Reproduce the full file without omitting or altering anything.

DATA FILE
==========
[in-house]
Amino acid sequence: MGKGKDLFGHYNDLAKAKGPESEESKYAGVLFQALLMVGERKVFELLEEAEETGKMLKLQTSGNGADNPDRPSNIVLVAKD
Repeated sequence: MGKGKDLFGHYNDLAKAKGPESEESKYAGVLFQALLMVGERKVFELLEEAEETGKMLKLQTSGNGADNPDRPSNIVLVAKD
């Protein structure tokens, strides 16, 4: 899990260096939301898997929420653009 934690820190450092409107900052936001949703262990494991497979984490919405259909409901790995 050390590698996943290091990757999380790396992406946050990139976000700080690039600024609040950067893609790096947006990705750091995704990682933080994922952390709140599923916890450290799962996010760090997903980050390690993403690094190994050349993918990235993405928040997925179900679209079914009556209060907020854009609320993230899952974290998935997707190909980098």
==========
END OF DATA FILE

[in-house]
Amino acid sequence: MGKGKDLFGHYNDLAKAKGPESEESKYAGVLFQALLMVGERKVFELLEEAEETGKMLKLQTSGNGADNPDRPSNIVLVAKD
Repeated sequence: MGKGKDLFGHYNDLAKAKGPESEESKYAGVLFQALLMVGERKVFELLEEAEETGKMLKLQTSGNGADNPDRPSNIVLVAKD
């Protein structure tokens, strides 16, 4: 899990260096939301898997929420653009 934690820190450092409107900052936001949703262990494991497979984490919405259909409901790995 050390590698996943290091990757999380790396992406946050990139976000700080690039600024609040950067893609790096947006990705750091995704990682933080994922952390709140599923916890450290799962996010760090997903980050390690993403690094190994050349993918990235993405928040997925179900679209079914009556209060907020854009609320993230899952974290998935997707190909980098």